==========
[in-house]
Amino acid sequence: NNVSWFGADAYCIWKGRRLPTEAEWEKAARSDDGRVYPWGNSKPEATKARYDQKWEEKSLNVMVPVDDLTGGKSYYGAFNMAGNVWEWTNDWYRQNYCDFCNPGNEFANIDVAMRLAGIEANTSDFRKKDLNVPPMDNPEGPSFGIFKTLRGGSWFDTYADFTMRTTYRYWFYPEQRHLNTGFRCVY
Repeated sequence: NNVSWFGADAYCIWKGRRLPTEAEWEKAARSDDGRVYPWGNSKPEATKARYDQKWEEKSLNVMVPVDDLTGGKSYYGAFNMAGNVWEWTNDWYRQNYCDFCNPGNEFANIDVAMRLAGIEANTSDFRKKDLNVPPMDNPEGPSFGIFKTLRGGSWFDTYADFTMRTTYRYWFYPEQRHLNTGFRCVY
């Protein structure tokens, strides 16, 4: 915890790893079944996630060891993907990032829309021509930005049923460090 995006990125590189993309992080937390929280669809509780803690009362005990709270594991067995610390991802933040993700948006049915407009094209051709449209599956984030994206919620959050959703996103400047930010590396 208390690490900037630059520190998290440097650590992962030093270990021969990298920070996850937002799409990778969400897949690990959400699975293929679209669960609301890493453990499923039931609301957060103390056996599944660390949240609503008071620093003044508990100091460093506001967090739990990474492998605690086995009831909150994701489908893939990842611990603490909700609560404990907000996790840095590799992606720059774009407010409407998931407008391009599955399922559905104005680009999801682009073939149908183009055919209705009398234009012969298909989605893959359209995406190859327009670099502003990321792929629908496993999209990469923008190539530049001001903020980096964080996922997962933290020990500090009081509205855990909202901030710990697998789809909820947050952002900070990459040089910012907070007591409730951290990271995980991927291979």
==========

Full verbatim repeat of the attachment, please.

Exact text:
[in-house]
Amino acid sequence: NNVSWFGADAYCIWKGRRLPTEAEWEKAARSDDGRVYPWGNSKPEATKARYDQKWEEKSLNVMVPVDDLTGGKSYYGAFNMAGNVWEWTNDWYRQNYCDFCNPGNEFANIDVAMRLAGIEANTSDFRKKDLNVPPMDNPEGPSFGIFKTLRGGSWFDTYADFTMRTTYRYWFYPEQRHLNTGFRCVY
Repeated sequence: NNVSWFGADAYCIWKGRRLPTEAEWEKAARSDDGRVYPWGNSKPEATKARYDQKWEEKSLNVMVPVDDLTGGKSYYGAFNMAGNVWEWTNDWYRQNYCDFCNPGNEFANIDVAMRLAGIEANTSDFRKKDLNVPPMDNPEGPSFGIFKTLRGGSWFDTYADFTMRTTYRYWFYPEQRHLNTGFRCVY
């Protein structure tokens, strides 16, 4: 915890790893079944996630060891993907990032829309021509930005049923460090 995006990125590189993309992080937390929280669809509780803690009362005990709270594991067995610390991802933040993700948006049915407009094209051709449209599956984030994206919620959050959703996103400047930010590396 208390690490900037630059520190998290440097650590992962030093270990021969990298920070996850937002799409990778969400897949690990959400699975293929679209669960609301890493453990499923039931609301957060103390056996599944660390949240609503008071620093003044508990100091460093506001967090739990990474492998605690086995009831909150994701489908893939990842611990603490909700609560404990907000996790840095590799992606720059774009407010409407998931407008391009599955399922559905104005680009999801682009073939149908183009055919209705009398234009012969298909989605893959359209995406190859327009670099502003990321792929629908496993999209990469923008190539530049001001903020980096964080996922997962933290020990500090009081509205855990909202901030710990697998789809909820947050952002900070990459040089910012907070007591409730951290990271995980991927291979």